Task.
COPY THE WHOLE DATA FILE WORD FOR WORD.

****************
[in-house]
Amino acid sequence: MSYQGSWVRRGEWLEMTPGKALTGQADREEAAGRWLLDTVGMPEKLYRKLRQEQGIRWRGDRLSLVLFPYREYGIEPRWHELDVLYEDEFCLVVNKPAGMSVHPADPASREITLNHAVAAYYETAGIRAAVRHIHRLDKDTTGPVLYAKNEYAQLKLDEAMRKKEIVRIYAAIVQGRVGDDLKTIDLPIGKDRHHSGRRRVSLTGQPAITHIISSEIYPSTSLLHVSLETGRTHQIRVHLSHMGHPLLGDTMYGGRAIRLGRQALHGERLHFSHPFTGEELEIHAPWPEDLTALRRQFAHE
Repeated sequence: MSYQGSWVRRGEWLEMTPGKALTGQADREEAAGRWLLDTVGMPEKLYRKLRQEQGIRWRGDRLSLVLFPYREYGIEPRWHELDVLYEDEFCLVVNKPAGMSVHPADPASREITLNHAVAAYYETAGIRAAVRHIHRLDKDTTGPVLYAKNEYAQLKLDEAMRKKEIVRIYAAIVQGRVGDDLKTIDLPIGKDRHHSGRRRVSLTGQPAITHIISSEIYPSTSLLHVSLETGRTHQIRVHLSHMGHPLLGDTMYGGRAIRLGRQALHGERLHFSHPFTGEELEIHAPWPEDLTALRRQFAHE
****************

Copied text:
[in-house]
Amino acid sequence: MSYQGSWVRRGEWLEMTPGKALTGQADREEAAGRWLLDTVGMPEKLYRKLRQEQGIRWRGDRLSLVLFPYREYGIEPRWHELDVLYEDEFCLVVNKPAGMSVHPADPASREITLNHAVAAYYETAGIRAAVRHIHRLDKDTTGPVLYAKNEYAQLKLDEAMRKKEIVRIYAAIVQGRVGDDLKTIDLPIGKDRHHSGRRRVSLTGQPAITHIISSEIYPSTSLLHVSLETGRTHQIRVHLSHMGHPLLGDTMYGGRAIRLGRQALHGERLHFSHPFTGEELEIHAPWPEDLTALRRQFAHE
Repeated sequence: MSYQGSWVRRGEWLEMTPGKALTGQADREEAAGRWLLDTVGMPEKLYRKLRQEQGIRWRGDRLSLVLFPYREYGIEPRWHELDVLYEDEFCLVVNKPAGMSVHPADPASREITLNHAVAAYYETAGIRAAVRHIHRLDKDTTGPVLYAKNEYAQLKLDEAMRKKEIVRIYAAIVQGRVGDDLKTIDLPIGKDRHHSGRRRVSLTGQPAITHIISSEIYPSTSLLHVSLETGRTHQIRVHLSHMGHPLLGDTMYGGRAIRLGRQALHGERLHFSHPFTGEELEIHAPWPEDLTALRRQFAHE